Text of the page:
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Bar market split on possibility of hikes on scrap price gains

Keywords: Tags  Rebar, merchant bar, prices, scrap metal, wire rod, Thorsten Schier


NEW YORK — Rebar and merchant bar sources are split on the likelihood of price increases in those markets after a rise in scrap tags this month that has since led to a $20-per-ton ($1-per-hundredweight) wire rod increase by most U.S. mills.

Rebar sources polled said an increase was likely after scrap prices climbed in March and demand is starting to pick up in some regions due to improving weather.

"You would think that they will be announcing something. We’re starting to be busier here now because it’s getting warmer," one rebar fabricator in the Midwest said.

However, sources were split on the timing of a possible increase, as one Midwest service center source expects an increase "any day now," while a second rebar fabricator in the region said mills might hold off until the Commerce Department’s International Trade Administration (ITA) makes its preliminary decision in an anti-dumping case on rebar from Turkey and Mexico, scheduled for April 18.

"I’m sure they’ll try (to raise prices) but they have to hold off until the import decision is made," he said.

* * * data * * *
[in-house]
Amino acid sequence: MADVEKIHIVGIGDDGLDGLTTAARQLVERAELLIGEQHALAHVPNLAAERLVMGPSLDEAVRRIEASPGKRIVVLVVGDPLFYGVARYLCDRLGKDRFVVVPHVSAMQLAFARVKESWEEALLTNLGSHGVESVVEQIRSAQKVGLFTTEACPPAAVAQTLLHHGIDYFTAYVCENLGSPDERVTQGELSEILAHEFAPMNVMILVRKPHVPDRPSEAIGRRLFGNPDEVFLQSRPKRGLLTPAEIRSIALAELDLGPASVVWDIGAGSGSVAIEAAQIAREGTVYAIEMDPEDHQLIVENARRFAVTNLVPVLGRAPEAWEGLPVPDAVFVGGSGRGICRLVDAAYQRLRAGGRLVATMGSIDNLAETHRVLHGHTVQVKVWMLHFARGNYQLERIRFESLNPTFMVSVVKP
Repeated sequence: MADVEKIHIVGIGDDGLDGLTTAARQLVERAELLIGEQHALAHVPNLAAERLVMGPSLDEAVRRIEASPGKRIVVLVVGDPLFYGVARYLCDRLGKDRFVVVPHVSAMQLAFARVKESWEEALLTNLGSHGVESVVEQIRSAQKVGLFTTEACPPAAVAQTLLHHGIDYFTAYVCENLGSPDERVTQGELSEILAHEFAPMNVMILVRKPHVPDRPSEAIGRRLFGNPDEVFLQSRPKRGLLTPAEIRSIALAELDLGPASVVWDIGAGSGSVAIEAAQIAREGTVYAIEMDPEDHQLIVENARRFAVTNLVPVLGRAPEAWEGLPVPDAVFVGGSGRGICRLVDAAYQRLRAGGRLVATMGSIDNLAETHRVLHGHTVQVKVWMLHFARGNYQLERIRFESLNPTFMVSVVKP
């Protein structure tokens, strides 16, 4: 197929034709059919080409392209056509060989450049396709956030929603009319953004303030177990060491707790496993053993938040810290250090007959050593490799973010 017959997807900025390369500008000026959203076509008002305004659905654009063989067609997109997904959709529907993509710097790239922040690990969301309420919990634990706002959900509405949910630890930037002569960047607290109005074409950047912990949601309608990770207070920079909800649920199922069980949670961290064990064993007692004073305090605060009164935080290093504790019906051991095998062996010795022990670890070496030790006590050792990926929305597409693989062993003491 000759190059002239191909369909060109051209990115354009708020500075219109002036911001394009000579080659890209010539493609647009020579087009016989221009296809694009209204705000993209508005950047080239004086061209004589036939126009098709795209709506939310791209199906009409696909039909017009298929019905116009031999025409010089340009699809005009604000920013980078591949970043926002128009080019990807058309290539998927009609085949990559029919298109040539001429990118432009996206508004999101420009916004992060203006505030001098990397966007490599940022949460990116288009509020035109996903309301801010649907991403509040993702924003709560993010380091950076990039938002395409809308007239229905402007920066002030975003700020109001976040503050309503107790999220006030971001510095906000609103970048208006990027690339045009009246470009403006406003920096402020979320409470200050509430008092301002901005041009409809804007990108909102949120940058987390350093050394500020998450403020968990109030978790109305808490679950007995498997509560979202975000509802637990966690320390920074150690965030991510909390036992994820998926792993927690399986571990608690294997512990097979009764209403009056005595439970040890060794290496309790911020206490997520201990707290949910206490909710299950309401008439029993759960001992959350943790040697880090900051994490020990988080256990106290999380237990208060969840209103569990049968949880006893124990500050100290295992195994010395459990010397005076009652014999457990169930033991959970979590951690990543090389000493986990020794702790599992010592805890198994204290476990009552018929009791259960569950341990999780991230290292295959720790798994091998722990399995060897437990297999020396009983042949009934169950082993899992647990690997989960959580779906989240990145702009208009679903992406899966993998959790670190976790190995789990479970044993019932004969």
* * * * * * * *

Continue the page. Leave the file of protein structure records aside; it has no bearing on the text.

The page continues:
Rebar imports from Turkey are set to reach their highest level in over a year in March, at 142,988 tonnes, according to license data through April 8 from Commerce’s Enforcement and Compliance division.

AMM’s assessment for domestic rebar prices is steady at $34.50 per hundredweight ($690 per ton), although the second Midwest fabricator said his buying price recently has been closer to $33.50 to $34 per cwt ($670 to $680 per ton) for spot tons, attributing this to leaner order books at some mills in his area.

Meanwhile, merchant bar sources don’t expect a hike despite the scrap increase as demand remains tepid in some regions.

"I’m not expecting anything. It’s still a question of demand," an East Coast service center source said.

Domestic merchant bar prices have been steady since mid-February and remained so this past week.

On wire rod, domestic prices for all grades assessed by AMM remained unchanged this past week since a recently announced increase—so far followed by four domestic mills (amm.com, April 11)—is only slated to be effective in early May.

One possible challenge to the increase is the continuing influx of wire rod from China, sources said, with 67,021 tonnes slated to hit U.S. shores for March and 46,187 tonnes already on the books for April, Enforcement and Compliance data show.

"There’s still a ton of Chinese (material) coming," one Midwest wire rod fabricator said.


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